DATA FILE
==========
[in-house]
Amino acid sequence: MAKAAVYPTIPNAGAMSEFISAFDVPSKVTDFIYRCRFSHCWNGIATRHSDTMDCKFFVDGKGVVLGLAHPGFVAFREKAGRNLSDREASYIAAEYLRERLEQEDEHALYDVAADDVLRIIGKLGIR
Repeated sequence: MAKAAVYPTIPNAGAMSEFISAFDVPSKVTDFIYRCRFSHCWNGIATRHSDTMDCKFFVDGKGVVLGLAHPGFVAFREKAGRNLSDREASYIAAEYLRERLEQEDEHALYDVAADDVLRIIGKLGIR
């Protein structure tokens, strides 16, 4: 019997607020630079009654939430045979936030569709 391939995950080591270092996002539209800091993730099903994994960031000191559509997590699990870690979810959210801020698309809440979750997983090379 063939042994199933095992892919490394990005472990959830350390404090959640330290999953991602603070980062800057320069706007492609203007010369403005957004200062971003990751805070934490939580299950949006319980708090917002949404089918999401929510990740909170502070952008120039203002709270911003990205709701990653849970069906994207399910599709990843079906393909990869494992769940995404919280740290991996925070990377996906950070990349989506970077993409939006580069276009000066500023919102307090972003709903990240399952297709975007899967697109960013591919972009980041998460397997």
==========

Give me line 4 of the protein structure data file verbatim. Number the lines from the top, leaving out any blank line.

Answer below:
């Protein structure tokens, strides 16, 4: 019997607020630079009654939430045979936030569709 391939995950080591270092996002539209800091993730099903994994960031000191559509997590699990870690979810959210801020698309809440979750997983090379 063939042994199933095992892919490394990005472990959830350390404090959640330290999953991602603070980062800057320069706007492609203007010369403005957004200062971003990751805070934490939580299950949006319980708090917002949404089918999401929510990740909170502070952008120039203002709270911003990205709701990653849970069906994207399910599709990843079906393909990869494992769940995404919280740290991996925070990377996906950070990349989506970077993409939006580069276009000066500023919102307090972003709903990240399952297709975007899967697109960013591919972009980041998460397997």